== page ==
I know presales represent a small (and shrinking) fraction of bookstore business, but even so: Let’s assume that somehow they presold 90,000 copies of the new Paolini book. (It’s much lower, but let’s be generous.) That means Waterstone’s took in somewhere in the neighborhood of 800,000 pounds on the book. Spread among Waterstone’s 300 locations leaves Waterstone’s with 266 pounds per store in presale receipts for their biggest book in a long time.
So preordering isn’t a big deal for bookstores (although I hope it will be again someday, and I’ll say again that I encourage my readers to preorder TFiOS from their local bookstores). But it is a big deal for contemporary readers: Half of the top 10 bestselling books on Amazon have not yet been released.
This is yet another way in which bookstores are finding it challenging to meet the expectations and buying habits of contemporary readers.
I love bookstores. As both an author and a reader, I think the world would be poorer without them. But the situation seems to grow more perilous every year.
I always buy my books through Waterstones unless they can’t get it in, that’s where I turn to Amazon. I admit, I did pre-order TFiOS on Amazon because I was excited by the announcement of the book that I pre-ordered it then and there. Waterstones has always been good to me, such fantastic service and brilliant enthusiastic readers amongst them. Had it not been for the local Waterstones having a huge love for John Green books, I wouldn’t have received a copy of An Abundance of Katherines that they actually imported because they loved that book so much. I have spent many days this year just going into a Waterstones to look at books, engaging covers, new stories. It sounds kind of cliche, but the feeling when I go in there is just like going into Wonderland or Narnia, I feel at home amongst the adventures within a hand’s reach. Amazon doesn’t provide that, only the ability to get those that Waterstones can’t provide for me, almost like some sort of cheap back door that provides an excitement of buying a book, but not the excitement of looking for a book.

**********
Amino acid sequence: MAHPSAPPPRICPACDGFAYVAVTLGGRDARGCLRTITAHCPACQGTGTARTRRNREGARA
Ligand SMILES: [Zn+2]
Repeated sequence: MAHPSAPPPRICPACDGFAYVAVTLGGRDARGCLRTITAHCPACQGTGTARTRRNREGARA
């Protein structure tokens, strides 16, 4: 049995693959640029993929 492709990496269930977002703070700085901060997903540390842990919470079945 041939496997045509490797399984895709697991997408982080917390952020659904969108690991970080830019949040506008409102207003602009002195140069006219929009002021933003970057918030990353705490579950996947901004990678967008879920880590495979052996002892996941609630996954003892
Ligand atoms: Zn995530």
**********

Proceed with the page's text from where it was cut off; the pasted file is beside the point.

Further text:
So yes, I set a challenge of watching Classic Doctor Who every day in the month of October and I…managed to do it for 13 days non-consecutively. So what happened? Well, simply put, I didn’t have a TARDIS handy to spare time to dedicate to watching the good old Doctor’s classic adventures after the end of week two. I had been working hard, making videos, commuting to places I have never visited before, and visiting family and friends. I’m not making an excuse, I’m just explaining. While I love Doctor Who and the challenge of seeing more than I have done of late, I couldn’t dedicate time to watching TV on a regular basis when I had things to do in a limited time frame.
While I effectively failed the challenge of watching Classic Who during October, it hasn’t swayed me from watching Classic Who more regularly. In fact, it has encouraged me to do more as I really enjoyed what I watched that I will give myself time to watch Classic Who when I have time to spare. I definitely will be giving Doctober further attempts in the future, but I may try a revised format so I can dedicate my viewing time better. The problem was that while Who is a great show, watching TV is a past time that I don’t do as often because I have a lot to do in my spare time from work. But I hope that doesn’t discourage people from trying the Doctober challenge, but don’t force yourself to constantly watch television when you have bigger priorities ahead of you. In the end, Classic Who needs to be watched by the fans of Doctor Who, because while waiting for the new series, there’s so much available to you and the history is purely fantastic. You say that there your Doctors 9, 10, 11; they only form a quarter of the fantastic collection of actors who have played one brilliant and beloved character.
So while I failed to upkeep the task at hand, I consider Doctober a success. So definitely take it up, but more-so, watch Classic Who. I highly recommend it, the current show wouldn’t exist without it.